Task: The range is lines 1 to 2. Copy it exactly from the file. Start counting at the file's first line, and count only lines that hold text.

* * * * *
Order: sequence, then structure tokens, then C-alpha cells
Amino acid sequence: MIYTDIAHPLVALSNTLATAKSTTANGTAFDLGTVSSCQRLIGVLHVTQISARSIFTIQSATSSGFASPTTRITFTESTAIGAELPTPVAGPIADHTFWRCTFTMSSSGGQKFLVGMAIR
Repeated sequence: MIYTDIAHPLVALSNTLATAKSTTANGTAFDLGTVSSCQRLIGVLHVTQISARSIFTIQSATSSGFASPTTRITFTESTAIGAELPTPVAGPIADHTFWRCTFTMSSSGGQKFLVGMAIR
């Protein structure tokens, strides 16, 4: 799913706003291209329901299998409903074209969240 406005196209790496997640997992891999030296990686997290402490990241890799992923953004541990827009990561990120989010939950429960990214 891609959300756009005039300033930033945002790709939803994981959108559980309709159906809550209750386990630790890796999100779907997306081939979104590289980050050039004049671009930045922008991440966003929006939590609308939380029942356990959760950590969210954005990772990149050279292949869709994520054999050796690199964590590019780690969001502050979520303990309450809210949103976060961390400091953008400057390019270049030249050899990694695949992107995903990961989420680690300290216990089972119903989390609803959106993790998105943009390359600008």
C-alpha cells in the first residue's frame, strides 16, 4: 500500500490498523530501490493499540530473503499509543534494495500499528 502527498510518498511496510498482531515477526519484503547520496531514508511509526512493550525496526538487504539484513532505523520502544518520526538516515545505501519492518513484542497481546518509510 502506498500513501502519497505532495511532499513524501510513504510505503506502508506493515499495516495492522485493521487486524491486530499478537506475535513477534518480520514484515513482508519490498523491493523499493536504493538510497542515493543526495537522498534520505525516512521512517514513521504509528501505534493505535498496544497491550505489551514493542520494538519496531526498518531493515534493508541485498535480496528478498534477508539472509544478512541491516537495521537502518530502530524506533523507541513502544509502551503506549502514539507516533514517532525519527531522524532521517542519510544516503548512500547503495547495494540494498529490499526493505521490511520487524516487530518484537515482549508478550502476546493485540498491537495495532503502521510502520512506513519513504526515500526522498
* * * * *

Order: sequence, then structure tokens, then C-alpha cells
Amino acid sequence: MIYTDIAHPLVALSNTLATAKSTTANGTAFDLGTVSSCQRLIGVLHVTQISARSIFTIQSATSSGFASPTTRITFTESTAIGAELPTPVAGPIADHTFWRCTFTMSSSGGQKFLVGMAIR